Today, the doner is still a huge part of the company’s business, which specializes in whole cut meats rather than MRMs, but this is just one in a whole range of offerings including marinated chicken, pizza toppings, steak canadian slices (sandwich steaks), peri peri and chicken rashers.
“The best seller is our chicken,” said Camenon. “We have seen huge growth in the peri peri industry thanks to major franchises that have branched off from the likes of Nandos, Pepe’s and Big John’s.”
East Meets West
Landgraaf, Netherlands-based Heuschen & Schrouff Oriental Foods Trading BV has seized the opportunity that increased demand for halal food has presented by expanding its product portfolio.
Already offering halal Asian, Arab, Turkish, African and Caribbean cuisines, the company has seen rising interest in Western-style halal foods and has introduced the Amilah brand, which offers a range of foods for Muslim communities to enjoy free of concern.
The frozen meat snack range contains no mechanically separated meat. Offerings include Amilah Merguez meatballs, chicken wings, lamb burgers, falafel, beef burgers cevapcici and chicken nuggets.
In addition to Classic Cevapcici and Döner Pizza, Mekkafood, based near the Netherlands-Germany border in Venlo, provides a wide assortment of halal food products in a variety of ethnic cuisine traditions ranging from Dutch to Mediterranean. Among items featured are Dutch specialties including frikandellen, kroketten and bitterballen. In fact, its bitterballen was declared “Best Introduction of 2017.”
All specialities are prepared with care to ensure ingredients are strictly halal – from meat and sauces to herbs and cheeses. The collaboration with two independent halal certifiers means that consumers can enjoy these products with confidence.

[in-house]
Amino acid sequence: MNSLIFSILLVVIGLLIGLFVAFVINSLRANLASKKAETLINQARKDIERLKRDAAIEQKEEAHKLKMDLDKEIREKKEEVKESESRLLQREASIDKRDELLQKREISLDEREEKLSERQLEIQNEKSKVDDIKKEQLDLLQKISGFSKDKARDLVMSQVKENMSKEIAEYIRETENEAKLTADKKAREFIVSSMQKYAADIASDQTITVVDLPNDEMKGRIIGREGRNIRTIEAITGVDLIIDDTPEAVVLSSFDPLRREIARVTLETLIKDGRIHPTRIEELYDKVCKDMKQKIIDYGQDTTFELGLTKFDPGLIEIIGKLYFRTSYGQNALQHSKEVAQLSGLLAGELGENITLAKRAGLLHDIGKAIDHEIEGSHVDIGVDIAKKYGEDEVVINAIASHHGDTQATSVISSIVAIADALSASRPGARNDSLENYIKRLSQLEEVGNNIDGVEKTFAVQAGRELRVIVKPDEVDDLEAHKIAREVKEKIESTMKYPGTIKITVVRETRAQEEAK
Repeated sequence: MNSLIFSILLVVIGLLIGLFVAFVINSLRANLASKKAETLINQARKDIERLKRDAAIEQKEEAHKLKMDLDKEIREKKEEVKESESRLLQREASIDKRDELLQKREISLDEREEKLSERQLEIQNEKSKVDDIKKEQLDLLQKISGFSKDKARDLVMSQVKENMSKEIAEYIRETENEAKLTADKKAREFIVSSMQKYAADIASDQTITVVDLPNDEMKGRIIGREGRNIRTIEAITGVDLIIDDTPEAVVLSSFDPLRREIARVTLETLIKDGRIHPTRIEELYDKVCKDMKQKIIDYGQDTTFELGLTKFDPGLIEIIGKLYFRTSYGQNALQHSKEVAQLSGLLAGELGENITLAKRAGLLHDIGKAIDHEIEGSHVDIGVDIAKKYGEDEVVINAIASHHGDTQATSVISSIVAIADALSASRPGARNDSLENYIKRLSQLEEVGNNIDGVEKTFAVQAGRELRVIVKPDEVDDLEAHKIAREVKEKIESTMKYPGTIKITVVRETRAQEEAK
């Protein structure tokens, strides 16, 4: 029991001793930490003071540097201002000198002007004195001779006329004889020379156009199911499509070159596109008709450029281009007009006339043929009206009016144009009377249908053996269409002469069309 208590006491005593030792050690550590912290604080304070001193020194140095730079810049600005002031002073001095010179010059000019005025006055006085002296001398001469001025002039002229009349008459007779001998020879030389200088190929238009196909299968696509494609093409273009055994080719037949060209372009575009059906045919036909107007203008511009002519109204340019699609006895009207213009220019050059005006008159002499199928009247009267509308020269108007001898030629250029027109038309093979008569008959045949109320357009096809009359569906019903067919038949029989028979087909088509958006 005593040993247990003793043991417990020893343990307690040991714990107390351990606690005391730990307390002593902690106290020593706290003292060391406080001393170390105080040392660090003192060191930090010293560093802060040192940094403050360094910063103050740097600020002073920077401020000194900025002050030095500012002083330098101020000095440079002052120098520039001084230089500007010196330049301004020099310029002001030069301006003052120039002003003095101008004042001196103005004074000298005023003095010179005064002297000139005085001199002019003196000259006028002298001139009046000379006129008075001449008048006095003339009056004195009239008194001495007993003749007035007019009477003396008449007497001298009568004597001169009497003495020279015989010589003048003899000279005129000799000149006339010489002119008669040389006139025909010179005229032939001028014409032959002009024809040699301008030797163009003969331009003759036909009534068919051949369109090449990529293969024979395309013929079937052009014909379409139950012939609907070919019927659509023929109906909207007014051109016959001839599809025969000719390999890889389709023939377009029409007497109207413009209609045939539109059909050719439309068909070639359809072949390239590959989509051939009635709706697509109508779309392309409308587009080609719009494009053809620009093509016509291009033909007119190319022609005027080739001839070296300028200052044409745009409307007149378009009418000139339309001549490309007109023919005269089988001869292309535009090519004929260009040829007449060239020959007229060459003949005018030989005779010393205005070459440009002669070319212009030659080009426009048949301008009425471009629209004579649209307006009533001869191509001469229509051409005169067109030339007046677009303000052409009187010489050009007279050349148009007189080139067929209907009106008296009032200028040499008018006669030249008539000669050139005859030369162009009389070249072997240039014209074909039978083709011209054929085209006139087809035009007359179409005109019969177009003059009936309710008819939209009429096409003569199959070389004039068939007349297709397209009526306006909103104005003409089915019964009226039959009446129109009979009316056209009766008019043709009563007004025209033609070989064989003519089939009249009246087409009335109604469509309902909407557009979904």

Middlesex, England-based halal food supplier Tahira Foods Ltd’s products can be found in leading supermarket chains in the United Kingdom (including Asda, Co-Op, Morrisons, Sainsbury’s and Tesco), and over 4,500 local convenience, specialist and ethnic retailers across the EU.
Its distribution infrastructure comprises depots, coldstores and a fleet of delivery vans in the UK (London and Manchester), France (Paris, Lille and Lyon), Germany (Hamburg, Stuttgart, Berlin and Siegburg), the Netherlands (Breukelen) and Sweden (Malmo). Tahira products are also distributed through independent wholesalers in Denmark, Italy, Spain, Ireland and Austria.
The company’s range includes frozen, fresh and ambient beef, lamb and chicken-based products. The latest frozen dishes include Lamb Kofta Kebab, Chicken Seekh Kebab and Spicy Chicken Franks.
Changes in population, migration and Internet penetration are all reasons for increased global awareness and demand for halal products. The fact that the Muslim population expanded by 18% in the last decade compared to a global increase of 11% is evidence of the world’s ever-increasing appetite for halal food.
With the Muslim population set to grow faster than any other group, it’s clear that demand for halal products will follow suit. Therefore this is a burgeoning market in which more members of the foodservice and retail industries would do well to be a part of. – Reported by Sarah Welsh